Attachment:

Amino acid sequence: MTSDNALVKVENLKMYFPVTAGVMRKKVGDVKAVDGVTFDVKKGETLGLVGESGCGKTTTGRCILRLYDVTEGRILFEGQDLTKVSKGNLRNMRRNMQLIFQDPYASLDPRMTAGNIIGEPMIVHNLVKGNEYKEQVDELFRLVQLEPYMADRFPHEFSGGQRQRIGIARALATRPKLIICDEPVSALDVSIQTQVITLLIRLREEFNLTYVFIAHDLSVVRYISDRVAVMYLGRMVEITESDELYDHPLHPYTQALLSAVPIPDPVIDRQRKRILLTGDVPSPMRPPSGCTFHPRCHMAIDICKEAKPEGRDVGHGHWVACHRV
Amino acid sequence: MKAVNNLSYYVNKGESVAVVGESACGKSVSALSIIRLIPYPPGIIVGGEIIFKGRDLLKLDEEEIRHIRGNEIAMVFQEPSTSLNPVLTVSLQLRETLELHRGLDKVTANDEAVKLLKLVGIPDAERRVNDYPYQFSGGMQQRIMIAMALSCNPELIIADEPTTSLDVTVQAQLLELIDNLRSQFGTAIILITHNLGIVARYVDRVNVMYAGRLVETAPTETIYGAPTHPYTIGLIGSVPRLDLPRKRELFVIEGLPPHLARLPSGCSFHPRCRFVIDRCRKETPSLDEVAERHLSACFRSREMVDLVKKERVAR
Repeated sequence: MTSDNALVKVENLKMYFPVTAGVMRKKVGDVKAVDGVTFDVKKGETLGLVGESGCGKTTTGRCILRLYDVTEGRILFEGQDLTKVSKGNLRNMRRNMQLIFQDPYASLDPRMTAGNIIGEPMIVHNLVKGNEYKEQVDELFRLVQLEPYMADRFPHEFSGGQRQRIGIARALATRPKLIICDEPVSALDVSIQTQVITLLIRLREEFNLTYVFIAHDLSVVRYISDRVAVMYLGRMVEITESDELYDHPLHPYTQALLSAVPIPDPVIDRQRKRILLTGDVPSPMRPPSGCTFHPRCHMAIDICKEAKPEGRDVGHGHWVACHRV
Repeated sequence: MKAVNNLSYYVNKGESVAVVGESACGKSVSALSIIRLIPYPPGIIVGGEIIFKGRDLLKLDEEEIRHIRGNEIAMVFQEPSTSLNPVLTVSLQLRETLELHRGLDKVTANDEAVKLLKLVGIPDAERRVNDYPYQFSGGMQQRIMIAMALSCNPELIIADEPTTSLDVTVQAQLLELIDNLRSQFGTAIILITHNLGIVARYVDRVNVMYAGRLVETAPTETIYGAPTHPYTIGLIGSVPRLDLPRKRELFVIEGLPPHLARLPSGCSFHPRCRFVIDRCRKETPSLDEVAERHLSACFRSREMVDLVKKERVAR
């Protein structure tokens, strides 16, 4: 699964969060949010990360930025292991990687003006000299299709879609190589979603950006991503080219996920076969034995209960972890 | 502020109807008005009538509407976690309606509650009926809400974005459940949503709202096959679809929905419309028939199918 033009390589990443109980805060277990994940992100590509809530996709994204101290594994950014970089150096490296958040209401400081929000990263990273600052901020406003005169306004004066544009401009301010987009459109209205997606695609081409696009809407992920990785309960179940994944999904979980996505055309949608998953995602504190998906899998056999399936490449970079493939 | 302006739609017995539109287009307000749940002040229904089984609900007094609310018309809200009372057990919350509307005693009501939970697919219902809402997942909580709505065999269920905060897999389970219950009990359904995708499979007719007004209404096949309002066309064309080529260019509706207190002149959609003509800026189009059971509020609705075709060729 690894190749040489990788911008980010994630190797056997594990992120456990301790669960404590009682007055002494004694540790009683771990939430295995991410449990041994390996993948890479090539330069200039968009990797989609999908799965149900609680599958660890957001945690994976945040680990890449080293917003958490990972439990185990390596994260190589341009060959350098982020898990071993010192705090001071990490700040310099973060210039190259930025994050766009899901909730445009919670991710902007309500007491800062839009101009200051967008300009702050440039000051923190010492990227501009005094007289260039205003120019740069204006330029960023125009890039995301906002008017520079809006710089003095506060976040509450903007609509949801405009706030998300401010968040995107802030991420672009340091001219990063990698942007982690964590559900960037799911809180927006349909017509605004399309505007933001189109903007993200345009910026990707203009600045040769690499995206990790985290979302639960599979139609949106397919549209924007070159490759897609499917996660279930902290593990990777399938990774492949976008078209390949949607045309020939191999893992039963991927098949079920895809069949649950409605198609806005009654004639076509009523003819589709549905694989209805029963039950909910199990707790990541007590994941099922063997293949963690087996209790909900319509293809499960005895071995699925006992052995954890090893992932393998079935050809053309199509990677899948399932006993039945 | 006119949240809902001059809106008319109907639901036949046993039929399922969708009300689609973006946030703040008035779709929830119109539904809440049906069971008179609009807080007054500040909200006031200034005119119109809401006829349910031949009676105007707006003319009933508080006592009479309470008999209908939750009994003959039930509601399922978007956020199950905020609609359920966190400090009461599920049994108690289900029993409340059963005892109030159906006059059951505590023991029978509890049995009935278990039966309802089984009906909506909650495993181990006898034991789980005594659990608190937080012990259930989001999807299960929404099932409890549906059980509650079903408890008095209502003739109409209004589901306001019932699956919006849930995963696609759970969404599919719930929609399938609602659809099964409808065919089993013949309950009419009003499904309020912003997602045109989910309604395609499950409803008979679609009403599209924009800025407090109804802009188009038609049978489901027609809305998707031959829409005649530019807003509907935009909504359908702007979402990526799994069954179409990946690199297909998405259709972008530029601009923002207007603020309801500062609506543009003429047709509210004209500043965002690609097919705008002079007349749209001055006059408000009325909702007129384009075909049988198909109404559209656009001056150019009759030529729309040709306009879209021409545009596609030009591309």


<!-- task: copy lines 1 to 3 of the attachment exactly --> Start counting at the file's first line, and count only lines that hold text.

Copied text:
Amino acid sequence: MTSDNALVKVENLKMYFPVTAGVMRKKVGDVKAVDGVTFDVKKGETLGLVGESGCGKTTTGRCILRLYDVTEGRILFEGQDLTKVSKGNLRNMRRNMQLIFQDPYASLDPRMTAGNIIGEPMIVHNLVKGNEYKEQVDELFRLVQLEPYMADRFPHEFSGGQRQRIGIARALATRPKLIICDEPVSALDVSIQTQVITLLIRLREEFNLTYVFIAHDLSVVRYISDRVAVMYLGRMVEITESDELYDHPLHPYTQALLSAVPIPDPVIDRQRKRILLTGDVPSPMRPPSGCTFHPRCHMAIDICKEAKPEGRDVGHGHWVACHRV
Amino acid sequence: MKAVNNLSYYVNKGESVAVVGESACGKSVSALSIIRLIPYPPGIIVGGEIIFKGRDLLKLDEEEIRHIRGNEIAMVFQEPSTSLNPVLTVSLQLRETLELHRGLDKVTANDEAVKLLKLVGIPDAERRVNDYPYQFSGGMQQRIMIAMALSCNPELIIADEPTTSLDVTVQAQLLELIDNLRSQFGTAIILITHNLGIVARYVDRVNVMYAGRLVETAPTETIYGAPTHPYTIGLIGSVPRLDLPRKRELFVIEGLPPHLARLPSGCSFHPRCRFVIDRCRKETPSLDEVAERHLSACFRSREMVDLVKKERVAR
Repeated sequence: MTSDNALVKVENLKMYFPVTAGVMRKKVGDVKAVDGVTFDVKKGETLGLVGESGCGKTTTGRCILRLYDVTEGRILFEGQDLTKVSKGNLRNMRRNMQLIFQDPYASLDPRMTAGNIIGEPMIVHNLVKGNEYKEQVDELFRLVQLEPYMADRFPHEFSGGQRQRIGIARALATRPKLIICDEPVSALDVSIQTQVITLLIRLREEFNLTYVFIAHDLSVVRYISDRVAVMYLGRMVEITESDELYDHPLHPYTQALLSAVPIPDPVIDRQRKRILLTGDVPSPMRPPSGCTFHPRCHMAIDICKEAKPEGRDVGHGHWVACHRV